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Abletrust Care

Overall: Good read more about inspection ratings

367 Croydon Road, Caterham, Surrey, CR3 6PN (01883) 330321

Provided and run by:
Abletrust Care Limited

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Background to this inspection

Updated 6 July 2018

We carried out this inspection under Section 60 of the Health and Social Care Act 2008 as part of our regulatory functions. This inspection was planned to check whether the provider is meeting the legal requirements and regulations associated with the Health and Social Care Act 2008, to look at the overall quality of the service, and to provide a rating for the service under the Care Act 2014.

This inspection took place on 23 May 2018 and was announced. We gave the service 48 hours’ notice of the inspection visit because it is small and the manager is often out of the office supporting staff or providing care. We needed to be sure that they would be in.

Inspection activity started on 23 May 2018. It included telephone calls to people, relatives and staff. We visited the office location on 24 May 2018 to see the manager and office staff; and to review care records and policies and procedures. Later that day, we visited one person in their home.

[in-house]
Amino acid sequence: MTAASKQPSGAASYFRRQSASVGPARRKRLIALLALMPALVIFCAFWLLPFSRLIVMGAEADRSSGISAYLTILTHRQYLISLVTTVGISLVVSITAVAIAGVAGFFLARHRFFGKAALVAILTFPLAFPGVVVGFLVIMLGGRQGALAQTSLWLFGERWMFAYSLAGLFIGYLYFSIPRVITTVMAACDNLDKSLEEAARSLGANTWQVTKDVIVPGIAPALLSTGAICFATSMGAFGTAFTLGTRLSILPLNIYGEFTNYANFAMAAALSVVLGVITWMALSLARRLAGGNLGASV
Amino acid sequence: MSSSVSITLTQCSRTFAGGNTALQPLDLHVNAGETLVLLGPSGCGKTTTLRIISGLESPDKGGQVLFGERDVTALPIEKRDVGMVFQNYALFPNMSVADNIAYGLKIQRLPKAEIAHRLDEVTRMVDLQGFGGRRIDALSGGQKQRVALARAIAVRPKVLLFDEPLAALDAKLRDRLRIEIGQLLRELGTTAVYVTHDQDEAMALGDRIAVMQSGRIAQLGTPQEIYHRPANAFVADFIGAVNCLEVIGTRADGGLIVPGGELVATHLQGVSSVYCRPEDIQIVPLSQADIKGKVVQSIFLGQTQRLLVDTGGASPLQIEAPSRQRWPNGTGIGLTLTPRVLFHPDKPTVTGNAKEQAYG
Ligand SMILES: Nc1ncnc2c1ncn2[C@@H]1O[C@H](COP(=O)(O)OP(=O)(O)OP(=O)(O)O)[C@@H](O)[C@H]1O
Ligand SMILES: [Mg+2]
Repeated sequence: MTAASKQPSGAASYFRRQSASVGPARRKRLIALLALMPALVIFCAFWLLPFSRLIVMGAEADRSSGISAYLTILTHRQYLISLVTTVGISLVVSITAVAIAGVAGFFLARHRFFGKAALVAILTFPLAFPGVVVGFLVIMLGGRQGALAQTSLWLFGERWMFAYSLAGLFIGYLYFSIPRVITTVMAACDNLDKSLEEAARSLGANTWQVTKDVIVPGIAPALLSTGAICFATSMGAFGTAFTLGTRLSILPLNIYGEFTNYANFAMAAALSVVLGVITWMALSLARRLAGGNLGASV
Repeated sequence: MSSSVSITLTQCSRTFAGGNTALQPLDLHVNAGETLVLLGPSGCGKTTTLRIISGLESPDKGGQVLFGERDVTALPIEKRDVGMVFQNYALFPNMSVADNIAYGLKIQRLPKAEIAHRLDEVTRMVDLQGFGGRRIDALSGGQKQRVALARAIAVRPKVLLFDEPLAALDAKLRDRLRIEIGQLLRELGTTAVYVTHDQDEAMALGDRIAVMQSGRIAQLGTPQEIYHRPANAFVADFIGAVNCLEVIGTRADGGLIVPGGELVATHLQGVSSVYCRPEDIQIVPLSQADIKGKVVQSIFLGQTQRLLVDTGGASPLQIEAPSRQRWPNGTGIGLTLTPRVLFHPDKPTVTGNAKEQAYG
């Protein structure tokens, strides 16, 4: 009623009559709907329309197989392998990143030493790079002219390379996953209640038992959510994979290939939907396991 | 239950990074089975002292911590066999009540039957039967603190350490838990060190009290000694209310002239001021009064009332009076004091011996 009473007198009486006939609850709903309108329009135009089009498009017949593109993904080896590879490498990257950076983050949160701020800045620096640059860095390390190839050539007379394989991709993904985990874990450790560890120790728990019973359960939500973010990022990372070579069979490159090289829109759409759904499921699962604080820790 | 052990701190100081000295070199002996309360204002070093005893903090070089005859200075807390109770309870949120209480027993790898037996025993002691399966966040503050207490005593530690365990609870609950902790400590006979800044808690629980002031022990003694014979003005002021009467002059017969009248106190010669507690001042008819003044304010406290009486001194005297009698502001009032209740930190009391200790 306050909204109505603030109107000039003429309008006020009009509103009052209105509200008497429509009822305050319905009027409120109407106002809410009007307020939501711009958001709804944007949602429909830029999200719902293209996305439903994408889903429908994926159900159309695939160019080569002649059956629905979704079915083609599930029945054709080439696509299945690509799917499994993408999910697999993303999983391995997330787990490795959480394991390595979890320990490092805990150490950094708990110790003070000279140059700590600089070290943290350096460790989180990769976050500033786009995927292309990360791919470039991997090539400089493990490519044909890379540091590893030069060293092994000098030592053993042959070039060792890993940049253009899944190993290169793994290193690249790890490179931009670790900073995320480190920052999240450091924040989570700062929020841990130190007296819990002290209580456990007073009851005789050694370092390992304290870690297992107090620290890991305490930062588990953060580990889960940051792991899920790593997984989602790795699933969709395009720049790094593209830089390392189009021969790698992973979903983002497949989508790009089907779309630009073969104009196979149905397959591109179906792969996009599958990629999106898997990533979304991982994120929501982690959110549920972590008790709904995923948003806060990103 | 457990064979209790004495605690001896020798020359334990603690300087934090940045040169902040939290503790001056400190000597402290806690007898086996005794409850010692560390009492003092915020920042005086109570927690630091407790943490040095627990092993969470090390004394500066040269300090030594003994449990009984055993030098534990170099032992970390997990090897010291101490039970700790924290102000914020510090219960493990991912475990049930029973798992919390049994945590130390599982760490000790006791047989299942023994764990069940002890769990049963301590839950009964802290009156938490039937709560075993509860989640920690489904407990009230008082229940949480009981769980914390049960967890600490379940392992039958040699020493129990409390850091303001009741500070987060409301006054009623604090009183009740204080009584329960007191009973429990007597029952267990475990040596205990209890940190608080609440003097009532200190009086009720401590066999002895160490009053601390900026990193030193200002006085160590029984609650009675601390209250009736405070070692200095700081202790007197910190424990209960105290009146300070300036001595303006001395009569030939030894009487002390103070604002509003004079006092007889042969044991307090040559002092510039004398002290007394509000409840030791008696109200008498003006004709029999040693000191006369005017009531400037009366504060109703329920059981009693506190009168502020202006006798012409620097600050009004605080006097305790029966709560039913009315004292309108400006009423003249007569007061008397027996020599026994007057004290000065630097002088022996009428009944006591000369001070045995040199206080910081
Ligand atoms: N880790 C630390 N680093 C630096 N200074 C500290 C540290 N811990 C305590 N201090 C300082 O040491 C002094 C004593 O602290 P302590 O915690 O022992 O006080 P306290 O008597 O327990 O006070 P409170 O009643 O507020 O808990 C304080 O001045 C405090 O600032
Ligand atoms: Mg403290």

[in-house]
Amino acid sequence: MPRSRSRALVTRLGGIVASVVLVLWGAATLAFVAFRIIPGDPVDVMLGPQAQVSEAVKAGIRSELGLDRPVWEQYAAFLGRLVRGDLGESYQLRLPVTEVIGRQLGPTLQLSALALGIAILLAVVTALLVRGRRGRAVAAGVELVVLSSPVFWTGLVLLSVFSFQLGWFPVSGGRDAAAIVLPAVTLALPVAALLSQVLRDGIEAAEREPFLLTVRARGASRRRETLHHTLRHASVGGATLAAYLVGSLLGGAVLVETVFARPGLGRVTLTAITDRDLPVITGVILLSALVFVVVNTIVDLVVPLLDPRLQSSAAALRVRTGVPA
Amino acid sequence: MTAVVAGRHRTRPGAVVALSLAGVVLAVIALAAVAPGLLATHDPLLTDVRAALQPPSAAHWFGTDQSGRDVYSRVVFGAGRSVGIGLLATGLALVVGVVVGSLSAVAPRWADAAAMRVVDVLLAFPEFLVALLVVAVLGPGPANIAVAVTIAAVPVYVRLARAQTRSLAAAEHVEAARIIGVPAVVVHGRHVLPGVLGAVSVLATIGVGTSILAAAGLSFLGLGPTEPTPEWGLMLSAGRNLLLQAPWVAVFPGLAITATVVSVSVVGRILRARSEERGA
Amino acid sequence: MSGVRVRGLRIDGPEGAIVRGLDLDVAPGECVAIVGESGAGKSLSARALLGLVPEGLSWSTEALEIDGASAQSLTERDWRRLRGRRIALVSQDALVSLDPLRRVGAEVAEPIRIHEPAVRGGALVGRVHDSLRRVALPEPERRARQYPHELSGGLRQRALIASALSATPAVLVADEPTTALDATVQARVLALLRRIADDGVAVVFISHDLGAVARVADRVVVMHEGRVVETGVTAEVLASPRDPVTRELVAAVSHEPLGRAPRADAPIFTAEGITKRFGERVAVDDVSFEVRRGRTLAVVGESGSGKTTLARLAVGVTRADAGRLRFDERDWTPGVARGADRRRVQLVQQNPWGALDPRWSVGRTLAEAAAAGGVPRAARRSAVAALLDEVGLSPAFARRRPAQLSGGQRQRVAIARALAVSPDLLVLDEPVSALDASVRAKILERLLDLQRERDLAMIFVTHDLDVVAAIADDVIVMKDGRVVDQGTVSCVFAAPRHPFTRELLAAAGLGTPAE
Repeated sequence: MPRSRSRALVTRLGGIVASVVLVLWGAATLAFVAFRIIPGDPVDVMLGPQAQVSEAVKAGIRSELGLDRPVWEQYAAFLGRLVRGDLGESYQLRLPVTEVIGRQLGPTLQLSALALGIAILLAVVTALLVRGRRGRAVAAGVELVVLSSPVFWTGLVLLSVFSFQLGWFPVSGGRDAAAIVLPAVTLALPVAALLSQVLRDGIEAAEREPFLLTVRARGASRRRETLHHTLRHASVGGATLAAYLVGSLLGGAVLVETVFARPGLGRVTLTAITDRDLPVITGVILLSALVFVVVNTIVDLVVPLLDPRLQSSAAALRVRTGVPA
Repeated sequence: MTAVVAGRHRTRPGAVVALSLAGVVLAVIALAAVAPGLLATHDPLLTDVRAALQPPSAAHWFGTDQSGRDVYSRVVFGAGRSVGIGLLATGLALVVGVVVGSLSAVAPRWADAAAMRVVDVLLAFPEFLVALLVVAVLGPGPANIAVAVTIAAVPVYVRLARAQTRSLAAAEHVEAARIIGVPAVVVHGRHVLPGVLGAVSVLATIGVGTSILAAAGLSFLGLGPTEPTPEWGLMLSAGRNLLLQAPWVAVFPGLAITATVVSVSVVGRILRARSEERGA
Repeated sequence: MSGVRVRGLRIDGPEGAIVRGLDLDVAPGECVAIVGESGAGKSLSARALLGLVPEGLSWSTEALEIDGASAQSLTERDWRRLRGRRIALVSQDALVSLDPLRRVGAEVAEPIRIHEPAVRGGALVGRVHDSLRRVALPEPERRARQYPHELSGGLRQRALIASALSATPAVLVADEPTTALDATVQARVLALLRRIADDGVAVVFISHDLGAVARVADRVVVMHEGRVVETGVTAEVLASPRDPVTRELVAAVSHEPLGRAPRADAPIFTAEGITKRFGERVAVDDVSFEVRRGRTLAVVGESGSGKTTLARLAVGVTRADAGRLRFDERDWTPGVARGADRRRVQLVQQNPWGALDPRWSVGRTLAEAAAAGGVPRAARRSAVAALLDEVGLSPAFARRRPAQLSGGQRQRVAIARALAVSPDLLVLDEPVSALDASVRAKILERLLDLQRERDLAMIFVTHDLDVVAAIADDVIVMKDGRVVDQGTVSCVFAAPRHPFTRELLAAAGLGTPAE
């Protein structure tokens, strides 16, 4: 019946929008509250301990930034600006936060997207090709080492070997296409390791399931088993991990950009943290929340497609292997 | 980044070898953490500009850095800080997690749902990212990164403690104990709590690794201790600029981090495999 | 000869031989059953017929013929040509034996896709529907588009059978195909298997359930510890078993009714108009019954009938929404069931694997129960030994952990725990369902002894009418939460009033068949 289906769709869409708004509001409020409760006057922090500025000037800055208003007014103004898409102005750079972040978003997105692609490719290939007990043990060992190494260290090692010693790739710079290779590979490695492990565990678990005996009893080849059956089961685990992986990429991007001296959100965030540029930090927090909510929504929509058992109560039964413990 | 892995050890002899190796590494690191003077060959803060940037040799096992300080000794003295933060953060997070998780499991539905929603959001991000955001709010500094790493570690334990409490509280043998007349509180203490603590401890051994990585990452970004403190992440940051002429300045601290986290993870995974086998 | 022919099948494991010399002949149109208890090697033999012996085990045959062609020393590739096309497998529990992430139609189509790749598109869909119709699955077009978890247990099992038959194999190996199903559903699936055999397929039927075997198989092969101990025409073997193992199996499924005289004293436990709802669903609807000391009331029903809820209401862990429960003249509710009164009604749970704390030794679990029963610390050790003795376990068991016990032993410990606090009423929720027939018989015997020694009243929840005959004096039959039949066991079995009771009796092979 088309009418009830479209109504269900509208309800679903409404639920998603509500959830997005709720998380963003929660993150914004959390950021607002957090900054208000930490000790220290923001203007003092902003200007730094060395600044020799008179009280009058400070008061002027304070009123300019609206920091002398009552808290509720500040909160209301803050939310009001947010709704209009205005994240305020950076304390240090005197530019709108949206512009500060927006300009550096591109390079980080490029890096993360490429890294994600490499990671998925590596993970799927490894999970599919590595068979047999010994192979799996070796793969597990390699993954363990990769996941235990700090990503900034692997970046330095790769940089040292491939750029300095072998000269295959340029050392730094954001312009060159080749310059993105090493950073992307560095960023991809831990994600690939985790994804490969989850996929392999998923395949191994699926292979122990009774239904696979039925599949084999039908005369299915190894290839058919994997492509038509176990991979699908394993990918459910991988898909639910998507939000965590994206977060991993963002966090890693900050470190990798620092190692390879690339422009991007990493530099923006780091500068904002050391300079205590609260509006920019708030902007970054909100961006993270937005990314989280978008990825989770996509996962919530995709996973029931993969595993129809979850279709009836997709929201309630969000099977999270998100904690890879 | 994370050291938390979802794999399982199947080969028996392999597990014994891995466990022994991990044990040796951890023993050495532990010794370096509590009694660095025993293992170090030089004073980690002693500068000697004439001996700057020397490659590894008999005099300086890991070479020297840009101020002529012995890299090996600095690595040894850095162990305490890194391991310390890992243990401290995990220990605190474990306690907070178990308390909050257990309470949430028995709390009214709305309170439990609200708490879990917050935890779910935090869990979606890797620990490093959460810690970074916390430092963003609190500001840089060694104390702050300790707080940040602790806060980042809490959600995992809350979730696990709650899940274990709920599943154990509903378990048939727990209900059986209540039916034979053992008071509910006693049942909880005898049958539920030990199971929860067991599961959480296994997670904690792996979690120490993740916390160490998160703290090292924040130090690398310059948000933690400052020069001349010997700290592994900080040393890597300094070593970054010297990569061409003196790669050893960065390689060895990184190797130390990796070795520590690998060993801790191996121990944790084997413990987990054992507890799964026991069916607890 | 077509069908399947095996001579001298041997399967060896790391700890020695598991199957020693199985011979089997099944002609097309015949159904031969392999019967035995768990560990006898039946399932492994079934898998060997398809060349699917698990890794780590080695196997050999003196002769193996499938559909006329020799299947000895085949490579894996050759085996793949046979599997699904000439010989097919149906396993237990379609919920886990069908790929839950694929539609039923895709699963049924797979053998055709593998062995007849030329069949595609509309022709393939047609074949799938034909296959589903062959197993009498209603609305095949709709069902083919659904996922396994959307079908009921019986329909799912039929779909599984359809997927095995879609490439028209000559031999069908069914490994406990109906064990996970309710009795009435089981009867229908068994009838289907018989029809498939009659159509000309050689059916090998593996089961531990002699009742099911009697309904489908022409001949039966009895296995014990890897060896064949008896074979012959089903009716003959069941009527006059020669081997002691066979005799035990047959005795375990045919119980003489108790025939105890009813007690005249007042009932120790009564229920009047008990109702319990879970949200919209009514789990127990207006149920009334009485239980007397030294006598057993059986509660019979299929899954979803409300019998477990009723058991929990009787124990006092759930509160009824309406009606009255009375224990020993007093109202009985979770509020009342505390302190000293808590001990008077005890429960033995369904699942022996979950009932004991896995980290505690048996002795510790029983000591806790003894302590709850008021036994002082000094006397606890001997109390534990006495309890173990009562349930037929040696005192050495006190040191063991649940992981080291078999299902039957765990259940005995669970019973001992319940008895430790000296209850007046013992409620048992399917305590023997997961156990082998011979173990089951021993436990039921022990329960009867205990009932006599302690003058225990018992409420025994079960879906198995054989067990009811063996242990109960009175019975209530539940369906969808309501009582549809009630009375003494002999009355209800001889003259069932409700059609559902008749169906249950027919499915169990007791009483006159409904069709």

The inspection was carried out by two inspectors.

Before the inspection we gathered information about the service by contacting the local and placing authorities. In addition, we reviewed records held by CQC which included notifications, complaints and any safeguarding concerns. A notification is information about important events which the service is required to send us by law. This enabled us to ensure we were addressing potential areas of concern at the inspection.

We used information the provider sent us in the Provider Information Return. This is information we require providers to send us at least once annually to give some key information about the service, what the service does well and improvements they plan to make.

Before the inspection we received questionnaires from four people, four staff and one healthcare professional. As part of our inspection we spoke with three people, the registered manager, two care staff and the administrator. We read care plans for three people, medicines records and daily notes. We looked at one staff file and records of staff training and supervision. We looked at records of the provider’s spot checks and staff meeting minutes. We also saw records of quality assurance audits and surveys.

Overall inspection


Updated 6 July 2018

This inspection took place on 23 May 2018 and was announced. Our last inspection was sin March 2017 where we identified some gaps in staff files and we made a recommendation. We rated the service as requires Improvement, due to a history of the legal requirements not being met. At this inspection, we found that improvements had been made to staff files and improvements to overall record keeping and governance had become embedded.